And to the surprise of absolutely no-one, I freaked out. We both ended up hurt. Me, because I’d been triggered; her, because she felt responsible for letting me go this far, even though I had been the one to ask for it. The fact that I pulled away from her the following week to sort my feelings out also hit her pretty hard, as she probably thought she wasn’t good enough. More insecurities, a bigger mess.
We tried another time. This time I didn’t freak out as much (though I still did). After a later third failure, I called it quit.
It took me several weeks after we broke off to let go of the standard I had held myself up to, a standard I knew for sure didn’t fit me. I won’t say it was freeing to shift my expectations towards a future without sex, as I had placed a lot of hope on— if not enjoying it— being able to do the act; being able to push through and do the chores, as it was. It was a bit naive, I’ll admit. There was this need for validation, for trials (self-imposed or otherwise) to prove I fit in one box or another. Although I had failed to live up to my expectations, I did figure myself out a lot more. That knowledge was comforting. The whole experience allowed me to break free from my expectations towards myself. I just wish I didn’t have to drag someone else into that mess with me.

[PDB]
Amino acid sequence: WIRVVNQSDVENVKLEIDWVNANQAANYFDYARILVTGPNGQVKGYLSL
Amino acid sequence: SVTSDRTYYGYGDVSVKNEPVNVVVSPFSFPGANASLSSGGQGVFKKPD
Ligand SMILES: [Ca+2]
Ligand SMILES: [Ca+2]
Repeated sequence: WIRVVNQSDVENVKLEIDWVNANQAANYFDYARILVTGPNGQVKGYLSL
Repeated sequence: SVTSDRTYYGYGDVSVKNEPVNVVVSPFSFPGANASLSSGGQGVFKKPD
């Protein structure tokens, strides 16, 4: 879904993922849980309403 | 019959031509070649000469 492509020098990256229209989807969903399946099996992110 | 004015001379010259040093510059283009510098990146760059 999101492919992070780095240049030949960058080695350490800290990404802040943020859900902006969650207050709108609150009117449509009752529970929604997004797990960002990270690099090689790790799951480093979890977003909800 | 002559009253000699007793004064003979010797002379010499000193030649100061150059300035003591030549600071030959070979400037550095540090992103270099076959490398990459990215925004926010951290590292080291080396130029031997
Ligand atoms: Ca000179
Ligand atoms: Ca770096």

From there, I did a lot of soul-searching. My worldview shifted over a few months. I discovered that it wasn’t femininity that appealed to me in a person, but their capacity for empathy, caring and rapports, which I generally found much more in women than men. However, I did meet some men with whom I had a connection, such that the term homoromantic didn’t really fit anymore. Greyromantic or queerromantic fit better, when I do care to think about romance instead of queerplatonic relationships. The line is still blurry on that front.
I am secure in my asexuality nowadays. To anyone who tells me it will change when this or that condition is met, I now tell them it’s as likely to happen as someone who enjoys vanilla sex to develop masochistic tastes. Not impossible, not even unlikely, but not something I feel any desire to explore.